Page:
UK firms owe HMRC £2.7 billion after VAT holiday



More than one in four businesses that deferred tax payments during the initial lockdown last year still owe HMRC billions of pounds.

A total of 156,500 out of 590,000 businesses that utilised Chancellor Rishi Sunak’s VAT deferral between March and June have failed to make contact with HMRC to pay what they owe, even though the deadline to repay it or arrange a repayment plan passed on June 30.

Figures released by HMRC in response to a freedom of information request have revealed that the amount of tax owed was £2.7 billion, 9% of the total of VAT that was deferred, while £17.8bn has already been paid and £13bn is due through monthly instalments.

It is expected that the figures will heighten concerns that the UK Government will never recover the majority of the coronavirus support and tax breaks distributed during the first lockdown, with some claimants going out of business and others being pursued by HMRC debt collectors.

HMRC has said that businesses that do not contact the tax authority to arrange VAT payment plans will face penalties of 5% of the money owed, plus interest. However, those that continue to fail to come forward are likely to face debt collectors, The Times reports.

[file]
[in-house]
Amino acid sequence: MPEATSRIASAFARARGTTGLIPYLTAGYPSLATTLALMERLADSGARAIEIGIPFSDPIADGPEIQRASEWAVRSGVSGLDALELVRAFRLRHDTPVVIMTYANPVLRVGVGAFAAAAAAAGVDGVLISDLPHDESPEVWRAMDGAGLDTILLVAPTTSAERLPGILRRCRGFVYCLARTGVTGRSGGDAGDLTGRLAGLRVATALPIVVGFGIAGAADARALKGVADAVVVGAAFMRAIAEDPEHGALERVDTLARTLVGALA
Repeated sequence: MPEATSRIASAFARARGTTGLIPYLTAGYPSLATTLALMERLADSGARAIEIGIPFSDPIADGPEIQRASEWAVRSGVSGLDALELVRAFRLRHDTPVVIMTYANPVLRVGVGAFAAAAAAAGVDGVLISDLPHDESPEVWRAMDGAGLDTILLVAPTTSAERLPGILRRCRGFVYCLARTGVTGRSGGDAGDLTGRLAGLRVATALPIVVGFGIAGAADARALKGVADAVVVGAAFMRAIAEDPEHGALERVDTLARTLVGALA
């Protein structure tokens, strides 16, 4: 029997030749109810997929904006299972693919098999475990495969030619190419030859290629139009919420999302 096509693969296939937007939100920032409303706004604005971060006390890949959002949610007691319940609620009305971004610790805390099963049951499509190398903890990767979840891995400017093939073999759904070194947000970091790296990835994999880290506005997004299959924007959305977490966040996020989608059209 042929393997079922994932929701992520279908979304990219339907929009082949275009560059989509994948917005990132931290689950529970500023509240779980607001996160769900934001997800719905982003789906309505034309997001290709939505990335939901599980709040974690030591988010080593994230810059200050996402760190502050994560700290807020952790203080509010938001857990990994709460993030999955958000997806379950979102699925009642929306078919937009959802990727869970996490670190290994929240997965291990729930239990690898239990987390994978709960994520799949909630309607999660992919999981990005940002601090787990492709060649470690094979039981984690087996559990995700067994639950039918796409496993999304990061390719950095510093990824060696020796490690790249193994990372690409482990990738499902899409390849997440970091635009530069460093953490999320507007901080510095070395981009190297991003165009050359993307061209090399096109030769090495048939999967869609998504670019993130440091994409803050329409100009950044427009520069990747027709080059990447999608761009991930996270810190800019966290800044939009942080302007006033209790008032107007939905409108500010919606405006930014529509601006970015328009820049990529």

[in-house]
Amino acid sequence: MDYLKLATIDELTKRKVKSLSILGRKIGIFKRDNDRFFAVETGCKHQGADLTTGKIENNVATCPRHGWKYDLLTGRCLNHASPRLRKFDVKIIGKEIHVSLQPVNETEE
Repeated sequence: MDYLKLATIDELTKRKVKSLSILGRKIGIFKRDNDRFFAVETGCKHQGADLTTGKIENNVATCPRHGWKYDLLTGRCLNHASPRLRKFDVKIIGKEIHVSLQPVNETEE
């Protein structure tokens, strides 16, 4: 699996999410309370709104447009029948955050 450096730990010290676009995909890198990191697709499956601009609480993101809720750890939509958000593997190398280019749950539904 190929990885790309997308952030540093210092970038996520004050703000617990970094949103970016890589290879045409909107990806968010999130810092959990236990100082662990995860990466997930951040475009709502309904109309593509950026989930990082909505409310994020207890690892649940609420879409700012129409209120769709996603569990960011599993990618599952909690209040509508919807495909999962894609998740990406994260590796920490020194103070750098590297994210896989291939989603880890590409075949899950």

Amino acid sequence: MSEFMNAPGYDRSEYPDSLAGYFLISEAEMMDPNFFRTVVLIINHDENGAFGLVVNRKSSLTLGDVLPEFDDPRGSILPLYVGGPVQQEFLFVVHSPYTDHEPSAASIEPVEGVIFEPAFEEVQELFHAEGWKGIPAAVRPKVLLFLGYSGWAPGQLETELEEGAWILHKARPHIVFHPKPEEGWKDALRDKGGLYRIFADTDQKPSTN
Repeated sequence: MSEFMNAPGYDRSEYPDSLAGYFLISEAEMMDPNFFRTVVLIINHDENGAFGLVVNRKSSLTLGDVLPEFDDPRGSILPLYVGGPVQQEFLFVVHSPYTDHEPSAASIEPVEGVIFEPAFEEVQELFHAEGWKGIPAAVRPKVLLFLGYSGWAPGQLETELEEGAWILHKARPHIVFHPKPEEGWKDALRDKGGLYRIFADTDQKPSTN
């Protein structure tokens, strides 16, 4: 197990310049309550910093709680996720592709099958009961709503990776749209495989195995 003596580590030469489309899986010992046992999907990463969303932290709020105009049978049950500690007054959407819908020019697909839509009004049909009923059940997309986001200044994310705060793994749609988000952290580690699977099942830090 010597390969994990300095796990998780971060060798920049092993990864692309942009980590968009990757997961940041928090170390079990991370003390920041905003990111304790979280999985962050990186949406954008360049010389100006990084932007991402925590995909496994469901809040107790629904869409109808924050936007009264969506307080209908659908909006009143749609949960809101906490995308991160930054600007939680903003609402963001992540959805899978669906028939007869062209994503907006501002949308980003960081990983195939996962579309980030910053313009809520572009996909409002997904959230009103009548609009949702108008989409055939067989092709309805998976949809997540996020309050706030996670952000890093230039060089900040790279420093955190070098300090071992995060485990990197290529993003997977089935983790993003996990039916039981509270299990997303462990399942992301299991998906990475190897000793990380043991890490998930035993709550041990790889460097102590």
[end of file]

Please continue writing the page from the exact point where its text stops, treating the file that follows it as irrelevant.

Data published by HMRC last week has also revealed that it initiated 102,000 investigations into taxpayers suspected of tax evasion and avoidance in the first quarter of this year, up 36% from the 75,000 launched in the previous quarter.

A spokesman for HMRC told Scottish Financial News: “HMRC will support any taxpayer in financial distress as a result of Covid-19 and any business that may struggle to pay its deferred VAT should contact us.

“Businesses had up to June 30 to make arrangements to pay deferred VAT, so those who failed to take action should contact HMRC to pay what they owe. They may be eligible to receive support with their tax affairs through HMRC’s ‘time to pay’ service.

“These arrangements are agreed on a case-by-case basis and tailored to individual circumstances and liabilities.”

Tags: HMRC



Related posts